Can technology improve a child’s reading? – Is there anything out there that can help?
With more and more toys becoming technology orientated, we have to wonder, is this helping or hindering our children? Well, according to Vtech, a leading manufacturer of technologybased products for children, it is helping. Reading games help children recognise letters and sounds and being able to interact with the words on a screen can help them to get excited by the idea of reading, too. Vtech’s products are supposed to help children ‘expand understanding of writing and gather information from text.’ There is no doubt that during pregnancy week by week people wonder exactly how they can help their child develop.
Tech Can Help
It makes sense that technology could help a child develop his or her reading. The development of e-readers has even helped adults with reading problems to enjoy a good book. The advantage of being able to change fonts and text sizes means that even those with visual problems can read easily, as well as being able to associate the letters with their sounds when they’re read aloud from a computer narrator. There are now many websites which are child friendly and offer stimulating reading material as well as a ‘sing-a-long’ narrator to help your child identify sounds and meanings.
Technology based products which could help your child reading include children’s laptops. Getting your child a cheap children’s laptop means they won’t be on the internet on unknown sites, they won’t be ruining your (more expensive) laptop, it will benefit their cognitive development and help prepare them for later life. There are laptops available from as young as 6 months such as the Play and Learn Laptop from Vtech.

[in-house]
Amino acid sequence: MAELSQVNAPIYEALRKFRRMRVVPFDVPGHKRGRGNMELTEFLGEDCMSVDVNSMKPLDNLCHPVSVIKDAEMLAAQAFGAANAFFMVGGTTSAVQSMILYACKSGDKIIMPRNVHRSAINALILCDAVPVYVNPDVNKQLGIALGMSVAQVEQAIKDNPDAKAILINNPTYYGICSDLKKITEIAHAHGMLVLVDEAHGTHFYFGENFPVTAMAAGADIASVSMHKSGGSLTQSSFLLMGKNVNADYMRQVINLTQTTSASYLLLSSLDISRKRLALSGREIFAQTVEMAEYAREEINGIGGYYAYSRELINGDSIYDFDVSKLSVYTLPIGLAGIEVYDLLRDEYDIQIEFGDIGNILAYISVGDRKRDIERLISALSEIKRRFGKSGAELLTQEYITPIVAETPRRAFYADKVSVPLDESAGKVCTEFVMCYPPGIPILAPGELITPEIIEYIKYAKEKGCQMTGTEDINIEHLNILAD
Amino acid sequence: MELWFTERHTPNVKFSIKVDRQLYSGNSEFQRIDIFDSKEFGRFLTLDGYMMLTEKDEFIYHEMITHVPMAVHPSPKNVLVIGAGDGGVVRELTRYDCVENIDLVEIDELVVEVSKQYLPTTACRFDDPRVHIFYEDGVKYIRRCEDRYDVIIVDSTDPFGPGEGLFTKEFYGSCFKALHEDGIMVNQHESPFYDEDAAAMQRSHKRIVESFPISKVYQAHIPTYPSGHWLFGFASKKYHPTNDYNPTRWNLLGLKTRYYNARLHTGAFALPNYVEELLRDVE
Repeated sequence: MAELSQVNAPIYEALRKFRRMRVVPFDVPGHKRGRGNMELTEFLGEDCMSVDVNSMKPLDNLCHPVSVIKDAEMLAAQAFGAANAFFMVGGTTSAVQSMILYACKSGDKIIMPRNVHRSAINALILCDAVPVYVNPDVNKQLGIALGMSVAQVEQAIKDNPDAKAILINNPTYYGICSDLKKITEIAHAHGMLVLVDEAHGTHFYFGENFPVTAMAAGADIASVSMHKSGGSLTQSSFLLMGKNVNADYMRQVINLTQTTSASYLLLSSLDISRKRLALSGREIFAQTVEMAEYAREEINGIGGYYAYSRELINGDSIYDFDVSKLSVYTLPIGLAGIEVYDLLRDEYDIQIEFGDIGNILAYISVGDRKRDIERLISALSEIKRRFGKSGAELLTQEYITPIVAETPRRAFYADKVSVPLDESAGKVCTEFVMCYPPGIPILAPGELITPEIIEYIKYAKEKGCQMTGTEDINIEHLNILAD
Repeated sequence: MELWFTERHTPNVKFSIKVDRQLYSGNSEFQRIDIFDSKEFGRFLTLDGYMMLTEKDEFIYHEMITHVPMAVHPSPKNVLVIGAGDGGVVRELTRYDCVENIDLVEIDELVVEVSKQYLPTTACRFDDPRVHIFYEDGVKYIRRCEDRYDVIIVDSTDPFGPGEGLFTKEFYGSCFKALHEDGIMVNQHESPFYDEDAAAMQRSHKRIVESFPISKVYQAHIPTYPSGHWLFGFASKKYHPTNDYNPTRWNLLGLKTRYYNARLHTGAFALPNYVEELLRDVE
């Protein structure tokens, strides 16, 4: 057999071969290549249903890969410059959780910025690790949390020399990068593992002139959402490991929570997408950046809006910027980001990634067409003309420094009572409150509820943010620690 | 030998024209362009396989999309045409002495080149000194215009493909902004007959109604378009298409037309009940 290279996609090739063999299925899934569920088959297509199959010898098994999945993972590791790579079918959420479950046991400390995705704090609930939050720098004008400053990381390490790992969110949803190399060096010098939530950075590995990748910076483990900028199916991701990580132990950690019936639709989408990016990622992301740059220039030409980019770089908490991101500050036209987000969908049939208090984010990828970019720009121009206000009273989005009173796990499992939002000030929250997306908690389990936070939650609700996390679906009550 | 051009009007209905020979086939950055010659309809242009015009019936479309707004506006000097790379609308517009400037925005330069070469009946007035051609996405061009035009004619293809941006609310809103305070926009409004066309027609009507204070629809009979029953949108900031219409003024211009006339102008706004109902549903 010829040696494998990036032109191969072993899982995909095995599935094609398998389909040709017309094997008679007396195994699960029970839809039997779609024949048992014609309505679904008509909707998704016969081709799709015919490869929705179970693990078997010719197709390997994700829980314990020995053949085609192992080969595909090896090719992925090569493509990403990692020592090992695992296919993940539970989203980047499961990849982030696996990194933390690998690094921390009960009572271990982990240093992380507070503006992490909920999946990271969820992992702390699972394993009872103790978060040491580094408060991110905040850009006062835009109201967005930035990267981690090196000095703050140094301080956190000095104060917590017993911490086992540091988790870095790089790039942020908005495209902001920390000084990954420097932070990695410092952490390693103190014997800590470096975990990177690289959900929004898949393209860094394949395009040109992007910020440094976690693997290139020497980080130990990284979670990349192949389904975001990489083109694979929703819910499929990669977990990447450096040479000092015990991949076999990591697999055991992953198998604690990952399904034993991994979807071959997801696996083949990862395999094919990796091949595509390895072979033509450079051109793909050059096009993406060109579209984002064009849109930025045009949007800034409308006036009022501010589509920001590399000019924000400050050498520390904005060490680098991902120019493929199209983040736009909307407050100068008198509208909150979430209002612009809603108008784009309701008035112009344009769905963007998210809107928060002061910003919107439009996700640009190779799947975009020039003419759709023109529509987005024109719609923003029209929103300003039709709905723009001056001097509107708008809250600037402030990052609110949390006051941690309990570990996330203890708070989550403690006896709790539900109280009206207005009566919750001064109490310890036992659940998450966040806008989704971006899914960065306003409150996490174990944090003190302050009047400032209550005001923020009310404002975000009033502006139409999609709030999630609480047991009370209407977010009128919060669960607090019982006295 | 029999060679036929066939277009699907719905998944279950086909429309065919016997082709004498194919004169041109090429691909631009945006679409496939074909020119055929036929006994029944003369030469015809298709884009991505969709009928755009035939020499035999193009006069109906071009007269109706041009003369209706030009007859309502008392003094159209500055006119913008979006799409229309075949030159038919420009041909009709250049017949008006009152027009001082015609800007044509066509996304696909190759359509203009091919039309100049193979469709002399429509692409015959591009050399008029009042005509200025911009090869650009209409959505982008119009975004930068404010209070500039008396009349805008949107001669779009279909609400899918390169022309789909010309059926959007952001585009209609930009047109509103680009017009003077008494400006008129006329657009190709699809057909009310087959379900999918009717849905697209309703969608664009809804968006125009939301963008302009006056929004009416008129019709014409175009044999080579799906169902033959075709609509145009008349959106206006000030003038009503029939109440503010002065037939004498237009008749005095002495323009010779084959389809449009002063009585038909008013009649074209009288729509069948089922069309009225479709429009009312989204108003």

Laptops and Other Technology
If this is a bit too young for your little one to be tip-tapping away then perhaps the Fireman Sam My First Laptop, suitable for ages 2 and up is more for you? Or The Mickey Mouse Clubhouse laptop, which is suitable for children aged 3 and up. Other laptops include the Magical Learning Laptop for ages 4-7 and the Power Xtra Laptop for ages 6-8.
Other technology based products which might help you little one’s reading are tablets for children. These are becoming extremely popular, with the LeapPad, a Learning Tablet for Kids, winning 2012 Educational Toy of the Year Award, 2012 Preschool Toy of the Year Award and 2012 Toy of the Year award. The LeapPad advertises itself as ‘a learning tablet just for children,’ and is designed for children aged 4-9. Designed not just to help children learn to read but also to develop other key skills and to have fun, the LeapPad is set to be huge this year. If you like the idea of a tablet for your child but don’t like the LeapPad, then you could try Vtech’s answer to the LeapPad – the InnoPad. This is branded as ‘The learning app tablet.’ Generally, the InnoPad is slightly cheaper than the LeapPad, but it doesn’t feature its own video and camera.
This guest post is written by a writer that shares pregnancy week by week tips to help pregnancy women deliver at ease.
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